He was never going to go quietly, but Donald Trump and his most fanatical supporters ensured that the last weeks of the US President’s term will go down in history for mayhem and mischief after the latter stormed the Capitol.
As America’s renewable energy sector – and many others – look forward with relief to the arrival of Joe Biden, a Recharge analysis piece asks whether a political backlash after the chaos at the Capitol, plus the Democrats’ victory in Georgia’s election run-offs, could fuel delivery of the new President’s lofty green ambitions.
In a debut column for Recharge, former American Wind Energy Association CEO Tom Kiernan argues that the Democrat-controlled Congress will need to find new ways of working with the clean energy industry and its stakeholders if it wants it to prosper.
There’s certainly plenty for US renewables to be excited about in 2021, not least in its fast-emerging offshore wind sector.
The world’s biggest wind turbine OEMs are hoping Biden’s ambitions will help maintain their stunning US momentum of the last few years, while also looking for new markets to fuel future growth around the world.
There’s no business in the renewable energy sector more international than Vestas, and the global onshore market leader saw out 2020 with a bang in the form of a big order for its EnVentus machines in Colombia– the first for the platform in Latin America.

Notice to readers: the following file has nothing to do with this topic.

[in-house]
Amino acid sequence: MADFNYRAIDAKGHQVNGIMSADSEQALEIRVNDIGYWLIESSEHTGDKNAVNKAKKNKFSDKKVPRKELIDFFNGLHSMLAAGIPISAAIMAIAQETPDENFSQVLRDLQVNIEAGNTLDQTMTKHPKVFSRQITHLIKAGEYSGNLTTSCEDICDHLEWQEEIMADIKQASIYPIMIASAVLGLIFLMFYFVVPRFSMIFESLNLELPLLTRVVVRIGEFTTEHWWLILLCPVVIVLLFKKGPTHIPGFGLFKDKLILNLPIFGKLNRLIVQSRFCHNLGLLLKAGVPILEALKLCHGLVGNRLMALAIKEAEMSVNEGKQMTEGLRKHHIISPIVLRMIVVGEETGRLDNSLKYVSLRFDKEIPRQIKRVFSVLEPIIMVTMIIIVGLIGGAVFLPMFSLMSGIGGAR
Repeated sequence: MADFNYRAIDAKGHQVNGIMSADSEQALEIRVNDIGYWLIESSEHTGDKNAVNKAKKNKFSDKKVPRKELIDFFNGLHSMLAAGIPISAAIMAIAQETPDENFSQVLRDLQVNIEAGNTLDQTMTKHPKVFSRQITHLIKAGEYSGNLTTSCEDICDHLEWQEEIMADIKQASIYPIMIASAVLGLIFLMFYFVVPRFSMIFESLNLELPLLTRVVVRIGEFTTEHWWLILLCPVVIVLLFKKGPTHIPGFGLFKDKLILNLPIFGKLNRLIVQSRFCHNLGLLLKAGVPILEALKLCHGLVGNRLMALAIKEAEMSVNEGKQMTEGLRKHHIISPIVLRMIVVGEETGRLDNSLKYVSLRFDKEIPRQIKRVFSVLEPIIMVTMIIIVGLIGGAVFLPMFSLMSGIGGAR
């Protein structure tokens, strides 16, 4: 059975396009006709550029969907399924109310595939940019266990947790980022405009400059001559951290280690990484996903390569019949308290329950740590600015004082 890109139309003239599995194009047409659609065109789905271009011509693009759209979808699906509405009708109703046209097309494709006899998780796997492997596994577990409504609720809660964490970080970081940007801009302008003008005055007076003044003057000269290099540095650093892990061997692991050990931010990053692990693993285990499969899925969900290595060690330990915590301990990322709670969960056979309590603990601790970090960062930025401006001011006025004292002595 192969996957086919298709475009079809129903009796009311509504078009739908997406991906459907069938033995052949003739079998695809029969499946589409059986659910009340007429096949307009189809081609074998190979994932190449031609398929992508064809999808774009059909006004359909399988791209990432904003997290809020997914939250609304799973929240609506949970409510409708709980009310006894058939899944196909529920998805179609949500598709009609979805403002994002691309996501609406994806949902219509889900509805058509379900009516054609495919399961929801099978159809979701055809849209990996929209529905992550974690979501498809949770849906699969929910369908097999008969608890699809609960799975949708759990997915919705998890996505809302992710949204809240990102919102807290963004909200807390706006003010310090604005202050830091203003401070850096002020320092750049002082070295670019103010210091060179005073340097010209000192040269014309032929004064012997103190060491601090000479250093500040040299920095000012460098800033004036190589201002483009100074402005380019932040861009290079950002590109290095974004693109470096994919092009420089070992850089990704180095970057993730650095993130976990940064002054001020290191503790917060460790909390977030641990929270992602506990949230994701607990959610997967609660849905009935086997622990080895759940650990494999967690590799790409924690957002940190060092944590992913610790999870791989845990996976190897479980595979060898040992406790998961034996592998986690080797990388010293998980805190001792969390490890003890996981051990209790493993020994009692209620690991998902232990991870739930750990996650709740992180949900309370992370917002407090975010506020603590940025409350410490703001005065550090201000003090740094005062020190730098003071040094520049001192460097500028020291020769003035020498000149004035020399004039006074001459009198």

Fellow European wind giant Siemens Gamesa made an early-year mark in a new market by securing its first business in Ethiopia, a nation tipped to become a major source of orders for the turbine sector in the years ahead.
Meanwhile for GE Renewable Energy the new year joy came close to home, in the form of a huge gigawatt-plus deal with development giant Pattern to equip a project in New Mexico that’s said to be America’s largest one-phase wind build yet.
German OEM Nordex also saw first success in 2021 thanks to a deal for 5.7MW-rated turbines in Finland that again showed how onshore wind is punching upwards in power.
One prediction that can be made with confidence for 2021 is that ‘Big Oil’ will feature ever more prominently in the global renewable power sector.
Last year could accurately be described as pivotal in the energy transition plans of the likes of BP, with its first foray into offshore wind, and Total, with a dizzying array of deals across wind and solar.
But as the new year began, Recharge reported how analysts at HSBC warned that oil majors can’t “have their cake and eat it” by contemplating spinning off their burgeoning clean energy assets while still expecting them to contribute to corporate decarbonisation goals.